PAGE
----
Many fitness trackers are now able to measure your blood oxygen saturation using an SpO2 sensor. This hardware first appeared on multisport watches designed for adventurous types who spend time at altitude, where saturation can drop, but it became more common after Fitbit began including it on some devices in 2017 (although only turning it on as a feature in 2020). You’ll now find it on many Garmin devices, the Withings ScanWatch and the latest Apple Watch. It’s been touted as a way to detect sleep apnoea and during the COVID-19 pandemic the sensors have taken on new importance.
We spoke to Dr Luke Powles, associate clinical director at Bupa Health Clinics, about the significance of your blood oxygen saturation and whether fitness trackers can be used to measure it accurately.
What is SpO2 and why is it important?
SpO2, also known as oxygen saturation, is a measure of oxygen carried inside your blood cells. The body needs a certain level of oxygen in the blood or it will not be able to function properly.
What is a normal SpO2 level?
SpO2 levels are expressed in percentages and, for most people, a normal level should be about 95-100%. However, for those with a chronic lung disease such as chronic obstructive pulmonary disease (COPD), normal levels can be between 88-92%.
Why and how would it be tracked in a medical setting?
Most often oxygen percentage is measured and monitored when someone is seriously unwell in an ambulance or in hospital. It can help identify a range of serious conditions including sepsis, pneumonia and lung clots.
Most people don’t need to monitor their blood oxygen levels at home unless they have a specific condition such as a chronic lung problem.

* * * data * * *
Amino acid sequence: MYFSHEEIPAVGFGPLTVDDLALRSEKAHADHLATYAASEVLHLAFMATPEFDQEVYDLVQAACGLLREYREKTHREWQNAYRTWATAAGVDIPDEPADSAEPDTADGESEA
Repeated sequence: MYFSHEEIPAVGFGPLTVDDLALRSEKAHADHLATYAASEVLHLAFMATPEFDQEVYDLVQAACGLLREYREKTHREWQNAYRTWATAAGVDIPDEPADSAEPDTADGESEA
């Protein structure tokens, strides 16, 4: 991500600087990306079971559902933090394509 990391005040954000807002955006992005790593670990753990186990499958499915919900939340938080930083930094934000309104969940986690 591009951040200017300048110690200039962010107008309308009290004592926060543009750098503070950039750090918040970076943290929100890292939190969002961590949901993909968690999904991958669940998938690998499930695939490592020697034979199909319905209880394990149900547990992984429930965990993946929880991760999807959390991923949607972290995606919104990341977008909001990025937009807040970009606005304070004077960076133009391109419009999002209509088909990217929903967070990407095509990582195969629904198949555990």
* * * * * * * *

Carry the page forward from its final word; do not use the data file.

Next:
There are different ways that blood can be tested to ensure it contains normal oxygen levels, with the most common being to use a pulse oximeter. When measuring using a pulse oximeter, you place it on your finger and a percentage will be displayed on the monitor.
How does SpO2 relate to COVID-19?
If you are experiencing moderate to severe symptoms of COVID-19, then your SpO2 reading will help doctors and paramedics decide if you require urgent admission to hospital.
These symptoms might include breathlessness, chest tightness or pain, wheeziness, feeling dizzy or faint, a severe headache, confusion or passing urine less often than normal.
If a fitness tracker or smartwatch shows you have a low SpO2 reading, should you see a doctor?
It’s important to note that sometimes the lower reading can be due to the device not being used or calibrated appropriately. However, if you have a fitness tracker or smartwatch which is showing you have low SpO2 readings, it is always a good idea to seek prompt medical advice if you are feeling unwell or breathless.
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Nick Harris-Fry is a journalist who has been covering health and fitness since 2015. Nick is an avid runner, covering 70-110km a week, which gives him ample opportunity to test a wide range of running shoes and running gear. He is also the chief tester for fitness trackers and running watches, treadmills and exercise bikes, and workout headphones.